Joint Statement from La Via Campesina and other social movements and civil society organizations for the conclusion of the 4th OEIWG session on a UN declaration on the rights of peasants and other people working in rural areas
Joint Statement: 4th OEIWG session on a UN declaration on the rights of peasants and other people working in rural areas
La Via Campesina, The International Union of Food, Agricultural, Hotel, Restaurant, Catering, Tobacco and Allied Wokers’ Association (IUF), World Forum of Fisher Peoples (WFFP), The World Alliance of Mobile Indigenous Peoples (WAMIP), Federation of Rural Adult Catholic Movement (FIMARC), International Indian Treaty Council (IITC), Association Centre Europe-Tiers Monde (CETIM), FIAN International, International Association of Democratic Lawyers (IADL), Programme on Women’s Economic, Social and Cultural Rights (PWESCR), Bread for All, and other organisations that we will add afterwards in annex list
To the fourth session of the open-ended intergovernmental working group (OEIWG) on a United Nations declaration on the rights of peasants and other people working in rural areas
Geneva, Palais des Nations, Room XX
15-19 May 2017
We peasants, indigenous peoples, pastoralists, fisher folk and rural workers, including rural women from around the globe, from La Via Campesina, IUF, WFFP, WAMIP, FIMARC, IITC along with CETIM, FIAN International and other organizations, represent all together billions of rural people. We have been constructively engaging this process of the UN Declaration on the Rights of Peasants and Other People Working in Rural Areas, from the fields of pasture, our workplaces around the world and here in Geneva for many years. We strongly welcome the level of constructive support from cross-regions, from Latin America, Africa, Asia, Europe. We especially welcome the warm and effective leadership of the Chair-rapporteur. It is worth taking note that delegates of UN member states have extended their very strong contribution to the process.
As we have been saying from the very beginning, we, as representatives of peasants, indigenous peoples, pastoralists, fishers and rural workers, including rural women, shall be recognized as legitimate parties in international cooperation in relation to food and rural development, since we constitute the sector of the population mostly affected by hunger and malnutrition despite strongly contributing to feeding the world. The 2 billion peasants and other people working in rural areas have great knowledge and experience, as well as our own perspectives. We understand the current challenges facing the world’s food systems and have ideas for solutions. We are able to contribute to the development process in a valuable manner.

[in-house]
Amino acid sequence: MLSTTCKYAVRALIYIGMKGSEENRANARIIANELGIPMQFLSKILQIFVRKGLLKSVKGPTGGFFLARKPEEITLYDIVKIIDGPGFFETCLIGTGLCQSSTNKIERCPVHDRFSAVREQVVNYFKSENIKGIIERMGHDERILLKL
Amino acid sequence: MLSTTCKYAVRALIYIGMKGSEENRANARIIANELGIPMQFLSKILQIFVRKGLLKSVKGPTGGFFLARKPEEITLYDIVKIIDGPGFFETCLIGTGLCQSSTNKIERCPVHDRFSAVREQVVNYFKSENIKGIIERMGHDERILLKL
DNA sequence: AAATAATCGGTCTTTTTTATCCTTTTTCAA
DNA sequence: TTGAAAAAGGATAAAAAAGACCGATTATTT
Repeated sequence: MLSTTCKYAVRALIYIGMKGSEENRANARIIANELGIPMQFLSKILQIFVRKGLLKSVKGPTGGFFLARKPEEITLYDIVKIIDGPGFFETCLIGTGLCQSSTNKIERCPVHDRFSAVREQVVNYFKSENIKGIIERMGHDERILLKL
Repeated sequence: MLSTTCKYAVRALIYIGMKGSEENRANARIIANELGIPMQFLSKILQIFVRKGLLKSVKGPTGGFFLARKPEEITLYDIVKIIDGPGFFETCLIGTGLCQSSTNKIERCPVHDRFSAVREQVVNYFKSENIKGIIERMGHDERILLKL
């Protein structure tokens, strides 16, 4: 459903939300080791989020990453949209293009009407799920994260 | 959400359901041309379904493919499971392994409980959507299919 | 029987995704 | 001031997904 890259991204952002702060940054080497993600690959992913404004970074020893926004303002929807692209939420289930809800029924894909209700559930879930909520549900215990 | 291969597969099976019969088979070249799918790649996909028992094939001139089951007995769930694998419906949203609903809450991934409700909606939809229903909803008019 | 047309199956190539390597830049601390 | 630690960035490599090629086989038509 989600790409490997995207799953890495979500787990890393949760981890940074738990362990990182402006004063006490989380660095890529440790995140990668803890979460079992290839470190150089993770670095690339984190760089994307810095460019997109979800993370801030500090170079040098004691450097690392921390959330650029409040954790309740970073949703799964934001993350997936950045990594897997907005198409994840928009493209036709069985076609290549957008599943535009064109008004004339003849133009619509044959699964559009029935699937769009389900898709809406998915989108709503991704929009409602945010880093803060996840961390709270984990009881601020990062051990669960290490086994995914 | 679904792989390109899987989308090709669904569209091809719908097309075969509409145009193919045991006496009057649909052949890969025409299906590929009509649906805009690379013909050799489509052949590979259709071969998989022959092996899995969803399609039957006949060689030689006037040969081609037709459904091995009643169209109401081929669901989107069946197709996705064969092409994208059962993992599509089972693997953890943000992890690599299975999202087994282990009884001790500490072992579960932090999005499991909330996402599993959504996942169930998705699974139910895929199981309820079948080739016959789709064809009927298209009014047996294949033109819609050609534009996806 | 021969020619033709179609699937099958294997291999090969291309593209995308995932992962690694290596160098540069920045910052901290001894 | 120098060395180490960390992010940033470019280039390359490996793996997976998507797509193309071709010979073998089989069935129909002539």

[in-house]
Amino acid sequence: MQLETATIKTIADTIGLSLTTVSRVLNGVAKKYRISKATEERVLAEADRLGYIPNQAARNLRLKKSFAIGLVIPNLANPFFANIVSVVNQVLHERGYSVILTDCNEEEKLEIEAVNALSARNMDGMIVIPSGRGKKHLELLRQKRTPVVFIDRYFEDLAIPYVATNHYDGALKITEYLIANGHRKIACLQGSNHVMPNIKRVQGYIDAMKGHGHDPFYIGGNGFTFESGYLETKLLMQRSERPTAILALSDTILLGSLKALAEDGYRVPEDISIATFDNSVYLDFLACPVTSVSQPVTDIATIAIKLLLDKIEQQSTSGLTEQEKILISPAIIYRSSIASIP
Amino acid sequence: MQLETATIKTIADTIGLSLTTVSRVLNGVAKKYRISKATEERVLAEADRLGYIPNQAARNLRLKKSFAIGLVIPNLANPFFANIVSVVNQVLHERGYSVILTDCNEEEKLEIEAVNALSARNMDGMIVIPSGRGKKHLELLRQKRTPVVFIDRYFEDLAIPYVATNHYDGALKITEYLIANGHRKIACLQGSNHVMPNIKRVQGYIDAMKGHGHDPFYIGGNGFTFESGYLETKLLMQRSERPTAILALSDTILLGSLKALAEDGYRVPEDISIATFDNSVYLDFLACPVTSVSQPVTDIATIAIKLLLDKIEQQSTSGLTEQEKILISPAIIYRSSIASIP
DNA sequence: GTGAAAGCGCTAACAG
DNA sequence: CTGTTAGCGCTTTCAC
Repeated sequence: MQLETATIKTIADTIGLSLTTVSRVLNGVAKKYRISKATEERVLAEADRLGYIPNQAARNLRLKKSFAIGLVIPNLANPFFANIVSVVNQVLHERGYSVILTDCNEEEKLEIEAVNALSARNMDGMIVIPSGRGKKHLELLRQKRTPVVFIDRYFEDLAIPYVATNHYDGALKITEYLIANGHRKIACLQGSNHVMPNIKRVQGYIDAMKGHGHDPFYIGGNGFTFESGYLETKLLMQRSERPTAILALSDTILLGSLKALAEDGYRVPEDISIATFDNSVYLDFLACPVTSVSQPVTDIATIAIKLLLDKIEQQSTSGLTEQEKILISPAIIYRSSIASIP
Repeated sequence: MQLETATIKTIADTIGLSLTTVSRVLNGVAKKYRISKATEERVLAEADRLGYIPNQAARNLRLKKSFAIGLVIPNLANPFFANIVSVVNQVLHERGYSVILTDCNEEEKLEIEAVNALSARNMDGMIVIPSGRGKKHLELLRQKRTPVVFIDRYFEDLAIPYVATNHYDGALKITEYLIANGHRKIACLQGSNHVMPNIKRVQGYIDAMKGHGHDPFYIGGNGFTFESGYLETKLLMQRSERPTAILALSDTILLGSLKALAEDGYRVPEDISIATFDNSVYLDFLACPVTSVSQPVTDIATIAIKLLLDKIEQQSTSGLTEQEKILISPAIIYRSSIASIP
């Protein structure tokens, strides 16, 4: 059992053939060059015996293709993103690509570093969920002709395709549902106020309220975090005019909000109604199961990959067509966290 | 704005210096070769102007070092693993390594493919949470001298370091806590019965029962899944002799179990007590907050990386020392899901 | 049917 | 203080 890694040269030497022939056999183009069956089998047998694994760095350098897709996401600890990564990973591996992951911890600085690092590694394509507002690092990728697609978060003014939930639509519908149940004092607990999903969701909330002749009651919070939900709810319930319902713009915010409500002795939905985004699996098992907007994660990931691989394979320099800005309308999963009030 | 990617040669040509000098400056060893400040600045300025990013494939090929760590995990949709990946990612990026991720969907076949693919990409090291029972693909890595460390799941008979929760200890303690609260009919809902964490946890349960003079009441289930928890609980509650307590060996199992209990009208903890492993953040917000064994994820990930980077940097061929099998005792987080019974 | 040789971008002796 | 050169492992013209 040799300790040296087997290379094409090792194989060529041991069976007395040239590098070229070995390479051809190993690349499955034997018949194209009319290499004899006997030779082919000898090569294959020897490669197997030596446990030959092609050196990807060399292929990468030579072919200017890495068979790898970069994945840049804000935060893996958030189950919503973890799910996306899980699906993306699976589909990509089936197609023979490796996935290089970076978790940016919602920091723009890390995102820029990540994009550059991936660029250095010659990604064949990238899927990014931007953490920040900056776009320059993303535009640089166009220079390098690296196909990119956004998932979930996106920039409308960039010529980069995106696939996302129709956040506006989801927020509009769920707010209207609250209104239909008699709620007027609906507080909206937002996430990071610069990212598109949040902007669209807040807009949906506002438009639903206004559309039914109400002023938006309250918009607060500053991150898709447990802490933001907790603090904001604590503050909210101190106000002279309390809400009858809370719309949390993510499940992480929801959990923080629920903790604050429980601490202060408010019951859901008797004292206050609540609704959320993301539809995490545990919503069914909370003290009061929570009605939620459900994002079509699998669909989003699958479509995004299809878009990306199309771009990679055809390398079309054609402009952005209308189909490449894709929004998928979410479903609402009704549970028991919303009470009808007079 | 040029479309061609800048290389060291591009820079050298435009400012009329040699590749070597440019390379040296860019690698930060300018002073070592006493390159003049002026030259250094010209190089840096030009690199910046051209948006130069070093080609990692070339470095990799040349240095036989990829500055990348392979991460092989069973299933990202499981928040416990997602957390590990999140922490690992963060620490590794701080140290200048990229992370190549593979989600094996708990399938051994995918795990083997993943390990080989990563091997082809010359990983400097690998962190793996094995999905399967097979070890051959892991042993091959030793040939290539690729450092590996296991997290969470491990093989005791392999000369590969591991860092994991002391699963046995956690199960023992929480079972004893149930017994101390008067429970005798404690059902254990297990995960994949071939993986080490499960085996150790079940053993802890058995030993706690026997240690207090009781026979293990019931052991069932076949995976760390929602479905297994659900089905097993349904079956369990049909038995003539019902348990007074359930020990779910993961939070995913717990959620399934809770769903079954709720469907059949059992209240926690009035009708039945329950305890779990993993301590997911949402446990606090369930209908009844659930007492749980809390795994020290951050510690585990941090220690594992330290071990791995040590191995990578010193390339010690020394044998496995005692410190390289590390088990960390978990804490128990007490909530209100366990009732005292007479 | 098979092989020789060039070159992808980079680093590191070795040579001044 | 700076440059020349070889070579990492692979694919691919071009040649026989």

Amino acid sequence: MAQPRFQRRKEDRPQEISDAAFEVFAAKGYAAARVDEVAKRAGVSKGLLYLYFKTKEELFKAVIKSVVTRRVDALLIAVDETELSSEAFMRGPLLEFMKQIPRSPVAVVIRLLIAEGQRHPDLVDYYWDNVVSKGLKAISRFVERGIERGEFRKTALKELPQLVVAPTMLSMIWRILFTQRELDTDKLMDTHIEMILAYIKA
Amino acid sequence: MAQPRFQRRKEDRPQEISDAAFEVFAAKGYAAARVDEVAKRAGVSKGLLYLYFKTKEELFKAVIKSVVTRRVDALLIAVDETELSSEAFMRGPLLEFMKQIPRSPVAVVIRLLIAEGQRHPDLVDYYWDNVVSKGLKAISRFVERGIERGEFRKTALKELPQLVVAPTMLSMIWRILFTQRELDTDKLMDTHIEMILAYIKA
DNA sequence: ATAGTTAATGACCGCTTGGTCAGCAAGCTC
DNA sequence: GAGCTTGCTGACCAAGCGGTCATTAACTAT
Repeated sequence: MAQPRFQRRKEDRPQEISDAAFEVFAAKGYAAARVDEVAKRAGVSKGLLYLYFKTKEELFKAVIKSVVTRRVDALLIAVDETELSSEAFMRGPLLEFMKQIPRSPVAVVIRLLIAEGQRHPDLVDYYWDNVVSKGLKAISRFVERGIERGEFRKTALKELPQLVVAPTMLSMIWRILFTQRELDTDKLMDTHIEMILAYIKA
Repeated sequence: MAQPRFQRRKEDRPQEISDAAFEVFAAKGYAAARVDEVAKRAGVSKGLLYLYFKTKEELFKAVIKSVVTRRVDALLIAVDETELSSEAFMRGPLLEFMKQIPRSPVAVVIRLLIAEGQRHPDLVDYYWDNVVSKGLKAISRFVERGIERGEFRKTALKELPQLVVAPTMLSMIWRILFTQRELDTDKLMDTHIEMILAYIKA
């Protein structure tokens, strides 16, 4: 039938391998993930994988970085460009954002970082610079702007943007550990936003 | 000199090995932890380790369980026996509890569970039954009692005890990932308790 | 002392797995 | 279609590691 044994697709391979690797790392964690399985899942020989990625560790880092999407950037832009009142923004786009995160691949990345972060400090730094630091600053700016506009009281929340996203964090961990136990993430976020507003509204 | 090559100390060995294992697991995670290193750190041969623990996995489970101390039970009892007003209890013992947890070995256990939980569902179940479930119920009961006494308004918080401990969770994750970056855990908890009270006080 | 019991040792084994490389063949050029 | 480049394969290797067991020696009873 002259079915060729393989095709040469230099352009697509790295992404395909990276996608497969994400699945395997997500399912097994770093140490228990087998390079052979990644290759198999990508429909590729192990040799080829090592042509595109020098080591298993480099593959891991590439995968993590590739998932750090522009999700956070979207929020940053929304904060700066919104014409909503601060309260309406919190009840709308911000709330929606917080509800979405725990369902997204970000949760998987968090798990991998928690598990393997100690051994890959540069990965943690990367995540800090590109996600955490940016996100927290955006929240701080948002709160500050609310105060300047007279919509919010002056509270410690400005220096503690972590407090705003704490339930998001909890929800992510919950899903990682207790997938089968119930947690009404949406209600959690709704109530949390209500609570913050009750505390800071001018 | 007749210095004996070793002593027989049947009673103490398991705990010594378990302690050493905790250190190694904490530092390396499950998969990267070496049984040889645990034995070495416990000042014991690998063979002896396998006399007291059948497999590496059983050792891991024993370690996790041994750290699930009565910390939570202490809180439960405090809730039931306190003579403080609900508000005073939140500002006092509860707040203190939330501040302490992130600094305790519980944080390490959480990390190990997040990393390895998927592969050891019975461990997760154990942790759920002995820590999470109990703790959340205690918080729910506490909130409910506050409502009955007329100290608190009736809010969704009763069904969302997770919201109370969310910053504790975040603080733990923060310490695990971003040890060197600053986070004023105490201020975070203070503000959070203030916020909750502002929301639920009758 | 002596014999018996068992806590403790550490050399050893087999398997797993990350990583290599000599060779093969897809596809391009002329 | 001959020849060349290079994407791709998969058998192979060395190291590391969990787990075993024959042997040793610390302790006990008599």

This process has made our movement stronger than ever. After sixteen years of effort and dedication, throughout the world, our communities’ expectations keep rising, expecting our demands to be recognized in the intergovernmental negotiations.
This is our declaration, we have been and we will keep defending it constructively before our national governments until its conclusion. All peasants and people working in rural areas around the world strongly identify themselves with the content of this Declaration, which will be an instrument to restore and dignify our status in society and to recognize our rights.
We are confident to see the willingness of States to recognize crucial rights for us, such as the right to land and the right to seeds. We are mildly concerned with the reserves that have been expressed by only some States towards major parts of the text regarding collective rights and extraterritorial obligations. However, as we navigate through this process, and witness its evolutions, we believe that common ground on the recognition of the right to Food Sovereignty can be reached.
What were perceived as new rights by certain countries, are now favorably reconsidered. Thanks to the legal grounds put forward by the experts, the right to seeds and the right to land are gaining an incontestable legitimacy in the declaration, as they are specifically referred to in international agreements and a growing number of national legislations. Our grassroots testimonies reinforce the state of emergency for recognizing these rights in the Declaration without any further delay.
As we all stand here, in full knowledge that human rights prevail economic interests, we call on States to unite in order to recognize and further guarantee the realization of the rights of peasants and other people working in rural areas.
As organizations representing peasants and other people working in rural areas, we stand ready to play our part and take up our responsibilities. We are ready to put our best effort to contribute to this historical process. States can no longer postpone the declaration. The time is ripe for the recognition and protection of our rights. Let us work together for the adoption of the declaration at the earliest.
For peasants and other people working in rural areas, the relationship with Mother Earth, her territories and waters is the physical, cultural, and spiritual basis for our existence. We are obliged to maintain this relationship with Mother Earth for the survival of our future generations. We gladly assume our role as her guardians.
Long live peasants and other people working in rural areas!